If the new file is a peak or feature file format you should also add it to loadExperiment or loadFeatures, respectively, of the FileHandler class. To add the file format to the TOPPView open dialog, you have to modify the file /source/APPLICATIONS/TOPPViewBase.C.

• Add the file extensions to the filter_all and filter_single variables of the getFileList_ method.

• add the file extension to the extensions list of the respective parameter:

e.g. setValidStrings_("in_type", StringList::create("mzData,mzXML,mzML")); in FileInfo


## How to create an icon file for a TOPP tool under Windows?#

• Create an .ico file: first, you need some graphics program (The GIMP is recommended) think of a motive and remind yourself that you have limited space. Create at least a 16x16, 32x32, 48x48 and 64x64 pixel version and save each of them in a separate layer of the respective size. Do not add any larger sized layers, since Win XP will not display any icon then. When saving the image as type .ico the GIMP will ask you for the color depth of each layer. As it is recommended to have multiple color depths of each icon-size, go back to the layers and duplicate each layer twice. That should give you 12 layers. Now, save the image as .ico (e.g. TOPPView.ico) file, giving each group of equal sized layers a 32 bit (8 bit transparency), 8 bit (1 bit transparency), 4 bit (1 bit transparency) color depth.

Attention

Make sure to assign the higher color depth to the upper layers as Windows will not pick the highest possible color otherwise.

• Create a resource file: Create a text file named .rc (e.g. TOPPView.rc) Insert the following line: 101 ICON “TOPPView.ico” , replacing TOPPView with your binary name. Put both files in OpenMS/source/APPLICATIONS/TOPP/ (similar files for other TOPP tools already present). Re-run cmake and re-link your TOPP tool.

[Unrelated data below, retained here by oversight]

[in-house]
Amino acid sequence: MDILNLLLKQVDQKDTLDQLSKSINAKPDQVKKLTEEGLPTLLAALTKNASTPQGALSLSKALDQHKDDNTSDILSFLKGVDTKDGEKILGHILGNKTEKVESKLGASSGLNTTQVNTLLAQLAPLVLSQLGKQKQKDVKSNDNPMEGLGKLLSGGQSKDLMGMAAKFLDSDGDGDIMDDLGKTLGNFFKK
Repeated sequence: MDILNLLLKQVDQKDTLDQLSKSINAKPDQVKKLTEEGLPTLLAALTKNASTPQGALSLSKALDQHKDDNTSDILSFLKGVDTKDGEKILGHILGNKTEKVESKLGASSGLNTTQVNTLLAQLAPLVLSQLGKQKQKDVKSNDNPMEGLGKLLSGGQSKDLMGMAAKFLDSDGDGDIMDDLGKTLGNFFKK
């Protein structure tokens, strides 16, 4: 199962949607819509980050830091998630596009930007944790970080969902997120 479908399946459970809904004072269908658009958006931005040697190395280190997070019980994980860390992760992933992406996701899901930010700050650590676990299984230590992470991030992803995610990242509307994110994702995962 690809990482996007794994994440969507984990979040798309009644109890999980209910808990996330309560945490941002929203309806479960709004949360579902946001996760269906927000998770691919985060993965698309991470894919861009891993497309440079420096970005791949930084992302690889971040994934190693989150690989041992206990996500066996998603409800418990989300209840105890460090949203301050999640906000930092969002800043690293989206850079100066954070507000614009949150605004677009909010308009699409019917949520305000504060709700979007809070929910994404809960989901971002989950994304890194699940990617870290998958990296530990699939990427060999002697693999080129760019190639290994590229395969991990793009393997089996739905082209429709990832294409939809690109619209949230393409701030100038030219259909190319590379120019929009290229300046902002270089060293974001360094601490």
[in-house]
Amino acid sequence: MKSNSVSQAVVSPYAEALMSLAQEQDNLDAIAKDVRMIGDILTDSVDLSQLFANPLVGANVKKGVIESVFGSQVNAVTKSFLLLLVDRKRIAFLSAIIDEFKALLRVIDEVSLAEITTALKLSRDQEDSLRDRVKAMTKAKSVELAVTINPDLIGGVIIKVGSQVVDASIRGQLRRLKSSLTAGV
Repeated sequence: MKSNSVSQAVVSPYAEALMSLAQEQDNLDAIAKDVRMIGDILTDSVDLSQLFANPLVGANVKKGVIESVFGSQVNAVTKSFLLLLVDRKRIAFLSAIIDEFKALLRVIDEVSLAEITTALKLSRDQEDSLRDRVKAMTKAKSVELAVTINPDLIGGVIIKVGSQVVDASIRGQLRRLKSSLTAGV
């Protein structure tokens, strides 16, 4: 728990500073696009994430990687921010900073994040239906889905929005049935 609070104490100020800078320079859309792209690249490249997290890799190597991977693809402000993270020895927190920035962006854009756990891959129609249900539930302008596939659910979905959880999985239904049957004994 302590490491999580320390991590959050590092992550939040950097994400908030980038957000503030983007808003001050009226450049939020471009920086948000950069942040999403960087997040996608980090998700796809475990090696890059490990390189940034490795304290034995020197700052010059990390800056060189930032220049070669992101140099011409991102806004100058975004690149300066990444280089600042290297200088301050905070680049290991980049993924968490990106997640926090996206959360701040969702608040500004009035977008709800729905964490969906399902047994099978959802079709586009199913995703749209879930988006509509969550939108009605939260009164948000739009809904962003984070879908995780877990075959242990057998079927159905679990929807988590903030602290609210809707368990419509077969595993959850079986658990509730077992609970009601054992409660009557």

Voila. You should have an iconized TOPP tool.

## Develop your Tool in an external project using OpenMS#

To include the OpenMS library in one of your projects, we recommend to have a look at a small emulated external project in our repository. We strongly suggest to use CMake for building your project together with OpenMS to make use of the macros and environment information generated during the build of the OpenMS library.

## The Common Tool Description (CTD)#

The CTD is a format developed from the OpenMS team to allow the user to use TOPP tools also in other workflow engines. Each tool can output a CTD description of itself (the XML scheme for the CTD can be found here), which can then be used by a node generator program to generate nodes for different workflow engines. The CTD mechanism is shared by OpenMS with other mature libraries like SeqAn and BALL. An example for a node generation program are the Generic KNIME Nodes. The most complete description on how to generate your own Generic KNIME Nodes based on a CTD (e.g. from your freshly developed command line tool), can be found on the SeqAn documentation. We are working on a tutorial specifically tailored to OpenMS.